Team sets off to find aviatrix Earhart's fate
By Walter Wright, AFPHONOLULU, Hawaii--An expedition to test the theory that aviatrix Amelia Earhart survived the crash of her airplane 75 years ago and died a castaway on a desert island left Hawaii on Tuesday.
July 5, 2012, 12:36 am TWN
The University of Hawaii research ship left the Snug Harbor here without fanfare under somber, drizzling skies at the start of a 26-day trip, including eight days at sea each way to Kiribati, in the Central Pacific.
Richard Gillespie, the leader the International Group for Historic Aircraft Recovery (TIGHAR) mission, said they would use technology not previously available to try to learn the fate of the pioneering aviator.
The expedition is heading to Nikumaroro island in Kiribati to try to establish whether Earhart survived the apparent crash of her twin-engine Lockheed Electra aircraft.
Earhart was flying with navigator Fred Noonan during the final stage of an ambitious round-the-world flight along the equator at the time that her plane disappeared on July 2, 1937.
The holder of several aeronautical records — including the first woman to cross the Atlantic by air — Earhart had set off from New Guinea to refuel at Howland Island for a final long-distance hop to California.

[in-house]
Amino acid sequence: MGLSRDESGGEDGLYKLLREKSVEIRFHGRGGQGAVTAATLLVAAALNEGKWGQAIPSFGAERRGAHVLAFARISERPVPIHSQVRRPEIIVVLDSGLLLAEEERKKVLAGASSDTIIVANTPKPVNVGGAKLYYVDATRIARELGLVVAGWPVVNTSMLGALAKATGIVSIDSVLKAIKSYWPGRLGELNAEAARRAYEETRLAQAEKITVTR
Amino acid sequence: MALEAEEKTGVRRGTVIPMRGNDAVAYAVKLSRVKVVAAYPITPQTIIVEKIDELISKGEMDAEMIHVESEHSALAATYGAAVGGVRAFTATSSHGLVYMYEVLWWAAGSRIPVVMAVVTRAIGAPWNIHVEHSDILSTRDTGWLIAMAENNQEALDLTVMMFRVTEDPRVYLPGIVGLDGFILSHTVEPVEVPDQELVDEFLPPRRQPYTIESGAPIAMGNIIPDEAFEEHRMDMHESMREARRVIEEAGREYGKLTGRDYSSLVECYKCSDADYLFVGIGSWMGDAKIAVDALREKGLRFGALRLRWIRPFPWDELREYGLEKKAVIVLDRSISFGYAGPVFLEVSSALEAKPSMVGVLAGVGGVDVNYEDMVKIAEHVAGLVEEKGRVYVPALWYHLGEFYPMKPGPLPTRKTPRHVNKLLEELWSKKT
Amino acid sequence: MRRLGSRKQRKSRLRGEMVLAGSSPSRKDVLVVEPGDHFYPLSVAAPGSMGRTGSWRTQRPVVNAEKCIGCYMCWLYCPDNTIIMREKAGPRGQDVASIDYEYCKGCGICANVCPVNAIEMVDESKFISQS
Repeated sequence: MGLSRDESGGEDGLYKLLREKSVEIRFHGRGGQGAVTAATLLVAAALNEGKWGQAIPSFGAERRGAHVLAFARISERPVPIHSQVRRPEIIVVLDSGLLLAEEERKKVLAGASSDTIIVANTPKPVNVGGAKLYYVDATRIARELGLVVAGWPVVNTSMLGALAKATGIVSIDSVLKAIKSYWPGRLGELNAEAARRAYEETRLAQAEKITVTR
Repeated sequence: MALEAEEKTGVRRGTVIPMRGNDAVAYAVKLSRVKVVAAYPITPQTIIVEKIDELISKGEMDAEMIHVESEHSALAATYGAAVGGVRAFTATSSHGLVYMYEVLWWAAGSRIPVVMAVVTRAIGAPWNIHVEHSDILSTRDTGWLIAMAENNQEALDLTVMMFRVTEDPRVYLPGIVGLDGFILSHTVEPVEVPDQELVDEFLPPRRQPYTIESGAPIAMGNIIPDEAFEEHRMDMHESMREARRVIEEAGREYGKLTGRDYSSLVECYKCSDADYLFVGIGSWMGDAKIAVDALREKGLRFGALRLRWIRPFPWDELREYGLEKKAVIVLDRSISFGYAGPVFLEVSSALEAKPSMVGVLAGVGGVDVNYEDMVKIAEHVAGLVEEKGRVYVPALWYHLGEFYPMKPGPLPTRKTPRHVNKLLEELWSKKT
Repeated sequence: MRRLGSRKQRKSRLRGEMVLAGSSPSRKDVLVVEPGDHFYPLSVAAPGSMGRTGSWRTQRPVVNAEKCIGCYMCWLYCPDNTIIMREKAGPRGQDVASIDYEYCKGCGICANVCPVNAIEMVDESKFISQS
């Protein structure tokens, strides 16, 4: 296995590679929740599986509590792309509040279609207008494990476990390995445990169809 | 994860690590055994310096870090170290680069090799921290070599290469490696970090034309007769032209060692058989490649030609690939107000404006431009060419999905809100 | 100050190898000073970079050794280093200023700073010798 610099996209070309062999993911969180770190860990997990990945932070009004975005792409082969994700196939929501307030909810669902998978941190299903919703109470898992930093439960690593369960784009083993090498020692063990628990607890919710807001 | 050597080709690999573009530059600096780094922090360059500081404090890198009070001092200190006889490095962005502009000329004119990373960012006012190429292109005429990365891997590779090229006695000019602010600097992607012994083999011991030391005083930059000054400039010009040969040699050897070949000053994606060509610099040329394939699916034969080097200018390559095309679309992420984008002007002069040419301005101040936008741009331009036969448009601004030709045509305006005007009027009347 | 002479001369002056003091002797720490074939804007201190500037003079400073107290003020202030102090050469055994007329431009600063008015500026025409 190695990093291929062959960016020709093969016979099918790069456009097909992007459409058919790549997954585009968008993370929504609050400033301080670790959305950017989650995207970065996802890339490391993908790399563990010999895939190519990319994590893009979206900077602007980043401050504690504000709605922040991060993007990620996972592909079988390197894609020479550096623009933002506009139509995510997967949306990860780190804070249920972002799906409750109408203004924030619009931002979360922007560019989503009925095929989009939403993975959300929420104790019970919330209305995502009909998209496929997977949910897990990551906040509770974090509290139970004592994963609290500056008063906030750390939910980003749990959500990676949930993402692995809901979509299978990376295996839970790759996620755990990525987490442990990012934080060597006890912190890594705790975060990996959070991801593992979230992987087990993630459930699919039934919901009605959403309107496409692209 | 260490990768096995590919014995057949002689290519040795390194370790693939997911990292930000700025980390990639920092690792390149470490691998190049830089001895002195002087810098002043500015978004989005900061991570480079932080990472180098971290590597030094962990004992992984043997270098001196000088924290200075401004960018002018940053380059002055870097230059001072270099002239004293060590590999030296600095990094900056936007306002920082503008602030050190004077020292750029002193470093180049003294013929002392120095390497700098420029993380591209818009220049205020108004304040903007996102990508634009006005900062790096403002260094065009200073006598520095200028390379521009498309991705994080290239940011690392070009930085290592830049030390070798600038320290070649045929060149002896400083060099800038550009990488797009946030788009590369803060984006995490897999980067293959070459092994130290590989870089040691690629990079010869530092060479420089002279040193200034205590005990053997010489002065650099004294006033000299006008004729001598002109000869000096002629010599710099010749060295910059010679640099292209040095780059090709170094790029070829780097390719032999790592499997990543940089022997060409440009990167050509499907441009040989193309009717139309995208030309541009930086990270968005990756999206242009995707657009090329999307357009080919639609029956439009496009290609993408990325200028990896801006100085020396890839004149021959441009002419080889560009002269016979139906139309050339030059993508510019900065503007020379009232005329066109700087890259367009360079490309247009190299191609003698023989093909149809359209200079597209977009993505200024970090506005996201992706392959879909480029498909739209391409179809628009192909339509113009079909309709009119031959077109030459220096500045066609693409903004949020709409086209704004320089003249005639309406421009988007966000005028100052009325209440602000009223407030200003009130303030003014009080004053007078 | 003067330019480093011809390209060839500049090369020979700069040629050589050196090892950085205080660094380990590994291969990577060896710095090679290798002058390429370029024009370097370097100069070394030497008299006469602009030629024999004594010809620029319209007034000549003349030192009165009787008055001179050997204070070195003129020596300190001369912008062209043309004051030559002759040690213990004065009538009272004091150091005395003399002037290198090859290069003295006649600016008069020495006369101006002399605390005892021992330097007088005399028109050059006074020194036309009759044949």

In what turned out to be her final radio message, she declared she was unable to find Howland and that fuel was running low.
Conspiracy theories flourished, including one contending that Earhart was held by Japanese imperial forces as a spy. Another claimed she completed her flight, but changed her identity and settled in New Jersey.
Aircraft debris reportedly was found by island residents in subsequent years, but the TIGHAR research team is operating on the hypothesis that the aircraft landed safely on the reef and remained there for several days before being washed over the edge by rising tides and surf.
The expedition ship and a crew of about 20 scientists will spent 10 days on both the island and an underwater reef slope at its west end.
The search team is accompanied by a three-person camera crew who will film the expedition for a planned television special later this year.